Political artist Ben Shahn, who became a stand-out among the artists of the WPA and other federal agencies during the Great Depression and represented the U.S. (with Willem de Kooning) at the 1954 Venice Biennale, died at 70 on this date in 1969. Shahn studied lithography and graphic design in New York before touring the great museums of Europe in his early twenties. He resisted abstraction and attached his art to political subjects, becoming famous for his paintings of Sacco and Vanzetti (1932), his thirteen murals at the central Bronx post office, based on Walt Whitman’s “I See America Working,” a poster he executed for the U.S. Office of War Information (“We French Workers warn you . . .”), his 1965 Time magazine portrait of Martin Luther King, Jr., his portrait of civil rights martyrs Schwerner, Goodman, and Chaney, and numerous other moving, expressive, narrative artworks about struggle and injustice.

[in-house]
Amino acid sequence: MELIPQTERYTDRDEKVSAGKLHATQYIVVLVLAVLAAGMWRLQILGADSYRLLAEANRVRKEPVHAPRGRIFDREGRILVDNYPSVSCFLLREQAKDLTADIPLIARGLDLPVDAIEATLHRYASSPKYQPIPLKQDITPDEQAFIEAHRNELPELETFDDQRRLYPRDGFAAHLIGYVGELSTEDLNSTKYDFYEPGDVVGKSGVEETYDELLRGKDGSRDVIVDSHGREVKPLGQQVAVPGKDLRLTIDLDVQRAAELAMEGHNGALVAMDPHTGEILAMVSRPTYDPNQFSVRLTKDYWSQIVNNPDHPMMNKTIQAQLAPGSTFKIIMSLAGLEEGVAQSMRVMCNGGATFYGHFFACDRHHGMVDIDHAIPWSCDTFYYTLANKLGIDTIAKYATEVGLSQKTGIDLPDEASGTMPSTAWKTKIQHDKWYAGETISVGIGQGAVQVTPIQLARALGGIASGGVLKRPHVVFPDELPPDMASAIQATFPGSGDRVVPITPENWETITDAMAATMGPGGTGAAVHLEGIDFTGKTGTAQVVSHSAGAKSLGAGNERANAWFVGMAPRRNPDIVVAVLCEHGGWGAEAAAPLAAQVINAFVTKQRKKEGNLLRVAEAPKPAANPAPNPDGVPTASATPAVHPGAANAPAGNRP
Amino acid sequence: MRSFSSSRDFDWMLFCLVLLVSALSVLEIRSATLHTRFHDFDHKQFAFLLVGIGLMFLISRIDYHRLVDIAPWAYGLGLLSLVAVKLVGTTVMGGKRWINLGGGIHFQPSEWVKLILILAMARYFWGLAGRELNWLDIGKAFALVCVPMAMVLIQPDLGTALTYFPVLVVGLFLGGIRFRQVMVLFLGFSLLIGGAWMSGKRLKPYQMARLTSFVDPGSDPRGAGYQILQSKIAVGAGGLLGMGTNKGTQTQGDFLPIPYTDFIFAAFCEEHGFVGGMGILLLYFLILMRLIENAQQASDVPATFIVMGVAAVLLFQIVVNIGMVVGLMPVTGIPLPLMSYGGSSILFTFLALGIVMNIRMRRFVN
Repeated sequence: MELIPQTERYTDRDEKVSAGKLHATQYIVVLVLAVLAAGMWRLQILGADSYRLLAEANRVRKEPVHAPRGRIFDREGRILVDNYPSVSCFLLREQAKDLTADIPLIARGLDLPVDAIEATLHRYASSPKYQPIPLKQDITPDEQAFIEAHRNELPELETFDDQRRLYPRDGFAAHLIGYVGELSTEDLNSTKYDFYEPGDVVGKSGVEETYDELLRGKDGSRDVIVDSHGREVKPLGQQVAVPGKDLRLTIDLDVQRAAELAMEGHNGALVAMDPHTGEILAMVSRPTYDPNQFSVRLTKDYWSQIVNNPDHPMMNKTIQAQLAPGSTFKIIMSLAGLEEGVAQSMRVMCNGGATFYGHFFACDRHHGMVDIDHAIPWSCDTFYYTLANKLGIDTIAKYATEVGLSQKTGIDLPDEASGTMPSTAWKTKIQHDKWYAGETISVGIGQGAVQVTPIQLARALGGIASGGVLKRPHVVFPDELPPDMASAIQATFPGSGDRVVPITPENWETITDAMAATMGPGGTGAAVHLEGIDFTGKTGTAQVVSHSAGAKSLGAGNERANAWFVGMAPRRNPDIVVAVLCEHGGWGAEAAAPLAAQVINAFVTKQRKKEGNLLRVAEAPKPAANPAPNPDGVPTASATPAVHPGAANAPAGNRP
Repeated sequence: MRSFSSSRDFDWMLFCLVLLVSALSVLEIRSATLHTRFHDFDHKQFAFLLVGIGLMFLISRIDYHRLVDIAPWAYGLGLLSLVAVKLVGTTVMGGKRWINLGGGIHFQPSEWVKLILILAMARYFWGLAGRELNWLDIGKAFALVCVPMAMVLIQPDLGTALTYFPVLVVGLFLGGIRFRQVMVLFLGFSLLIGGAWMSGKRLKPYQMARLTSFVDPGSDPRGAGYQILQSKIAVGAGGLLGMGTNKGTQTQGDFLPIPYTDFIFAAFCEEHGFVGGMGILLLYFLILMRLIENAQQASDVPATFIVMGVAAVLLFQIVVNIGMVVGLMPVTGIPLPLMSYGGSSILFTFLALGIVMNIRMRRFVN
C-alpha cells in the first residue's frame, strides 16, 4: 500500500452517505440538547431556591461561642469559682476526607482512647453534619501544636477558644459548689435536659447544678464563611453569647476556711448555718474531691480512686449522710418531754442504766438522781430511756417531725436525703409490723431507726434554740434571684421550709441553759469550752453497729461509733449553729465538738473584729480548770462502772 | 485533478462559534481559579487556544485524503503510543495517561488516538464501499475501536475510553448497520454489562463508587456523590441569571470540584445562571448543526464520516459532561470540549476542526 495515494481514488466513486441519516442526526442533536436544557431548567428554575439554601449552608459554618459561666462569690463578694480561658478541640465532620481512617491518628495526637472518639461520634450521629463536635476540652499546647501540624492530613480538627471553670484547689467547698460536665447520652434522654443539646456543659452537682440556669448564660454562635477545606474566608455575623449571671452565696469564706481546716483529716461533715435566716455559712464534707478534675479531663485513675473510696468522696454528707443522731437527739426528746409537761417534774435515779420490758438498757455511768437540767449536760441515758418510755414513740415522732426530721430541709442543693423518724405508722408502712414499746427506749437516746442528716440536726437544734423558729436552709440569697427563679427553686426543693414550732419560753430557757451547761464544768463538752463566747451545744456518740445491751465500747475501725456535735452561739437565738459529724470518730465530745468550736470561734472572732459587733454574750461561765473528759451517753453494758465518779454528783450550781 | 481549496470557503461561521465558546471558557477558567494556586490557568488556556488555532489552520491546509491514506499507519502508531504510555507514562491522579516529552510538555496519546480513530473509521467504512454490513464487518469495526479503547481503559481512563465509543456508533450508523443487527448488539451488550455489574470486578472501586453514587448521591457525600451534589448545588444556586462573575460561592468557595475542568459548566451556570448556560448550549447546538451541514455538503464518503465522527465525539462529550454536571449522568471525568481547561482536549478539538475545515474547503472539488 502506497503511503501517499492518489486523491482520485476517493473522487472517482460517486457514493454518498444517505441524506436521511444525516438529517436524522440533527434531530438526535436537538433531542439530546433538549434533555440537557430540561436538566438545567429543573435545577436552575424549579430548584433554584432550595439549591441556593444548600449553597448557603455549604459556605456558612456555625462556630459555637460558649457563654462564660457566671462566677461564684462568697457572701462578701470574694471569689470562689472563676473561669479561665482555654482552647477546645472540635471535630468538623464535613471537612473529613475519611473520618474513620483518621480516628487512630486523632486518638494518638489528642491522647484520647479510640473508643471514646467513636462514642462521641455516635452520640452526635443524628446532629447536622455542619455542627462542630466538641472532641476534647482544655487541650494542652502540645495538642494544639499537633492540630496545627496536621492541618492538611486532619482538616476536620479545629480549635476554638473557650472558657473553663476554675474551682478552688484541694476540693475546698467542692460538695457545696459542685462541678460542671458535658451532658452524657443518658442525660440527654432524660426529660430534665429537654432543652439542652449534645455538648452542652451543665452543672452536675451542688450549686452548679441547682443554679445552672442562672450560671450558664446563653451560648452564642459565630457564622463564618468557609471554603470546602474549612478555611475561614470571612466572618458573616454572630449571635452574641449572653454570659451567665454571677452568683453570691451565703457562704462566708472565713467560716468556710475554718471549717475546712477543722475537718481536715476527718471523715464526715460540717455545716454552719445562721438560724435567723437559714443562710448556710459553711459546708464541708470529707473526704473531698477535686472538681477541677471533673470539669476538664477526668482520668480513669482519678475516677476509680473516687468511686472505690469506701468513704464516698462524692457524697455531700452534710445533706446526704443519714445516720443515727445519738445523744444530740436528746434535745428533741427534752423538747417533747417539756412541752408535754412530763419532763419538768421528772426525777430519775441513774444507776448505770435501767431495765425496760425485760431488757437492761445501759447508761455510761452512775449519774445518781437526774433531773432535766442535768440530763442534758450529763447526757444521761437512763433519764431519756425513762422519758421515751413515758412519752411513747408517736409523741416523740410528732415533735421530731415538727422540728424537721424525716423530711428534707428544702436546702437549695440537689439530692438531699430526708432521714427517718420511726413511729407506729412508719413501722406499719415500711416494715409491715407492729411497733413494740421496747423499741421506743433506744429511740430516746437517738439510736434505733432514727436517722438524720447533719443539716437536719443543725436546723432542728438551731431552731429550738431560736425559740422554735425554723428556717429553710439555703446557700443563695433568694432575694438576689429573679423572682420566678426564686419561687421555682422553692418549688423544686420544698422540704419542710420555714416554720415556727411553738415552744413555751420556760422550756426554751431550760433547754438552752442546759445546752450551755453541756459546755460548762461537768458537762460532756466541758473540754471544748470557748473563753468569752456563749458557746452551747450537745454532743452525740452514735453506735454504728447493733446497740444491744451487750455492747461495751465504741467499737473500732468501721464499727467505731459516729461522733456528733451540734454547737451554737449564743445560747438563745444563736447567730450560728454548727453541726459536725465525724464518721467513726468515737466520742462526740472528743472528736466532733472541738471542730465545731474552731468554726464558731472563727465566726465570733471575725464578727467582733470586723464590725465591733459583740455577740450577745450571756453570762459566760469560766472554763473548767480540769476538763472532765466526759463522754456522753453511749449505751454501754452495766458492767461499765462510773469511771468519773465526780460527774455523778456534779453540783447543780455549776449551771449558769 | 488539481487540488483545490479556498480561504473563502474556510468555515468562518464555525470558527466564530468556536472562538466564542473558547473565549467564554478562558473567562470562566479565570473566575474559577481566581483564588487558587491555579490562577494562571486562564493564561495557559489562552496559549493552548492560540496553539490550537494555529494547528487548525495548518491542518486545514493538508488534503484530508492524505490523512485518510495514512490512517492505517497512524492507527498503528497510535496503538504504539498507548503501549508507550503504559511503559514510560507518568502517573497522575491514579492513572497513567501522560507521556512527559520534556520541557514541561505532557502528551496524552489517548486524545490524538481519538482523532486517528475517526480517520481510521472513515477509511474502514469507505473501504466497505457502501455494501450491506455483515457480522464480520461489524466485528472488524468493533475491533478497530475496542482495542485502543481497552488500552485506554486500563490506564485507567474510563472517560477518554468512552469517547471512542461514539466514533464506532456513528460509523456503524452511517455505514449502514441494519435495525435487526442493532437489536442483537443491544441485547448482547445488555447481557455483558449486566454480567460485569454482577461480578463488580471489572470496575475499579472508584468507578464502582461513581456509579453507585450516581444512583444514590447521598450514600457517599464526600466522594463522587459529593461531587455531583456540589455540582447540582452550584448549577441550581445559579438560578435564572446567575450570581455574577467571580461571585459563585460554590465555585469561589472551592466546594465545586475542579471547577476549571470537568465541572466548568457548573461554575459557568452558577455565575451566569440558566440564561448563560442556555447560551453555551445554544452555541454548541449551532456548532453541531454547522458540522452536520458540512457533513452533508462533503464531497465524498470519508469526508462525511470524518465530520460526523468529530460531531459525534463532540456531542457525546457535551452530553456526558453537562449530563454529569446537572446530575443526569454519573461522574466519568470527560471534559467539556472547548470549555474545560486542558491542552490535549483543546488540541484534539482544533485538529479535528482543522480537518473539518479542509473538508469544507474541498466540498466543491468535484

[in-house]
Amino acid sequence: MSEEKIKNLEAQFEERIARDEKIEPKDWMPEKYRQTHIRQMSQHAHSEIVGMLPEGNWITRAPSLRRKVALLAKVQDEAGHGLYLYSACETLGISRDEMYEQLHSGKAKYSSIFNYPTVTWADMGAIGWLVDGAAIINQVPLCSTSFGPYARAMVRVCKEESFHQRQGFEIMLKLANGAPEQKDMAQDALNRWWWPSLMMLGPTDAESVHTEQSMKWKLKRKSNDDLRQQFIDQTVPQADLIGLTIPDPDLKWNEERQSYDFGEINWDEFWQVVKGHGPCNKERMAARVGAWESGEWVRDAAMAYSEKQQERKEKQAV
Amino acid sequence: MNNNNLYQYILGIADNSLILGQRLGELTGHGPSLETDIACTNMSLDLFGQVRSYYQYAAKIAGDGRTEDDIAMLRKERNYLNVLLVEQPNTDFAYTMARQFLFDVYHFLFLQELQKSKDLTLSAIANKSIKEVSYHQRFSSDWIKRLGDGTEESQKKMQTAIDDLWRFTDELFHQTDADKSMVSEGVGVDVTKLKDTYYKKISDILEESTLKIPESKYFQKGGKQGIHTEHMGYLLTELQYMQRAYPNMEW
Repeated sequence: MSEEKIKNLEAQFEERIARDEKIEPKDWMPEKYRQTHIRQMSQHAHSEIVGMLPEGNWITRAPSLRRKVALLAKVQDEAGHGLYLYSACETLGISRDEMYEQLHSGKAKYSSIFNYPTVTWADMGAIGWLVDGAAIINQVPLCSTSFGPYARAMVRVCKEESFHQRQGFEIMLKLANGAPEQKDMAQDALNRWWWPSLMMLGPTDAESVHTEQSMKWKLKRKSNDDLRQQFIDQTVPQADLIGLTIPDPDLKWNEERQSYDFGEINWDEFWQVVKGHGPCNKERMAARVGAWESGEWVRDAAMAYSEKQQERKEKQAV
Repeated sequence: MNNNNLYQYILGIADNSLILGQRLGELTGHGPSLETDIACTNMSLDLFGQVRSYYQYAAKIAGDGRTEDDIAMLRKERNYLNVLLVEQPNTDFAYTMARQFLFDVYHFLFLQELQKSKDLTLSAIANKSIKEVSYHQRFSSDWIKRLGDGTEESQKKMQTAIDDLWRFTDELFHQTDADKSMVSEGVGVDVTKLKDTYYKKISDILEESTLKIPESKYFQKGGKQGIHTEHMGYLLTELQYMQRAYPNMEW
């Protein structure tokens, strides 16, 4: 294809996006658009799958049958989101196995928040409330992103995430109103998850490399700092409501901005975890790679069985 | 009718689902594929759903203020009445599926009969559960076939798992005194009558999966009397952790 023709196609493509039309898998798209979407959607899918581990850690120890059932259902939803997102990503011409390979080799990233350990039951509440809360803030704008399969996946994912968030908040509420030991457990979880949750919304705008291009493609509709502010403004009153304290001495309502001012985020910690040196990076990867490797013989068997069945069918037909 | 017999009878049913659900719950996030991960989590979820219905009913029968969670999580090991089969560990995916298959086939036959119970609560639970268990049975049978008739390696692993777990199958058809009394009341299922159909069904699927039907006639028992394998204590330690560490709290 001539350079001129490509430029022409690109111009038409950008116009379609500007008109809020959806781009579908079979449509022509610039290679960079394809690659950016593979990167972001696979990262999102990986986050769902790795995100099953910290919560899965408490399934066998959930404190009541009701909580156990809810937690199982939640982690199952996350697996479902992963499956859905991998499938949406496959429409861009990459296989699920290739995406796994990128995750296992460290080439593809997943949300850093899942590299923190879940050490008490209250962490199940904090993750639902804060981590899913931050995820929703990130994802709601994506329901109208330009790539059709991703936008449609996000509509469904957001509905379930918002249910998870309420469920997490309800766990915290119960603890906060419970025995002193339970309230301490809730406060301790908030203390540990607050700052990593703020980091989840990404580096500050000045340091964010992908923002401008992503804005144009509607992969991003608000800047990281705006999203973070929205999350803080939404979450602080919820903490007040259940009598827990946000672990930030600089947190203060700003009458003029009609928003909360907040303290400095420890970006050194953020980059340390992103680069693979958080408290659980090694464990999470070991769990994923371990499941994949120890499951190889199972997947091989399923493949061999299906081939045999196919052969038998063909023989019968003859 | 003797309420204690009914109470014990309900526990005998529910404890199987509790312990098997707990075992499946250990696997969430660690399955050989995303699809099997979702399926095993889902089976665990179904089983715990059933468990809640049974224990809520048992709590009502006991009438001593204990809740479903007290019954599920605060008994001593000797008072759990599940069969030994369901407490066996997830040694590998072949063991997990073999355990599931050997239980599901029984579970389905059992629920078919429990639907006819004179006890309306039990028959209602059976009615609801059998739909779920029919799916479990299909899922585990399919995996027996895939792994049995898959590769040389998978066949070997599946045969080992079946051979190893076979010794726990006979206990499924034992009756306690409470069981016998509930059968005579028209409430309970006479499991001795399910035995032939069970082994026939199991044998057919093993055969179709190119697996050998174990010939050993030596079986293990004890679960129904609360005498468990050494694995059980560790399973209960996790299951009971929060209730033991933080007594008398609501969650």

“Art almost always has its ingredient of impudence, its flouting of established authority, so that it may substitute its own authority, and its own enlightenment.” —Ben Shahn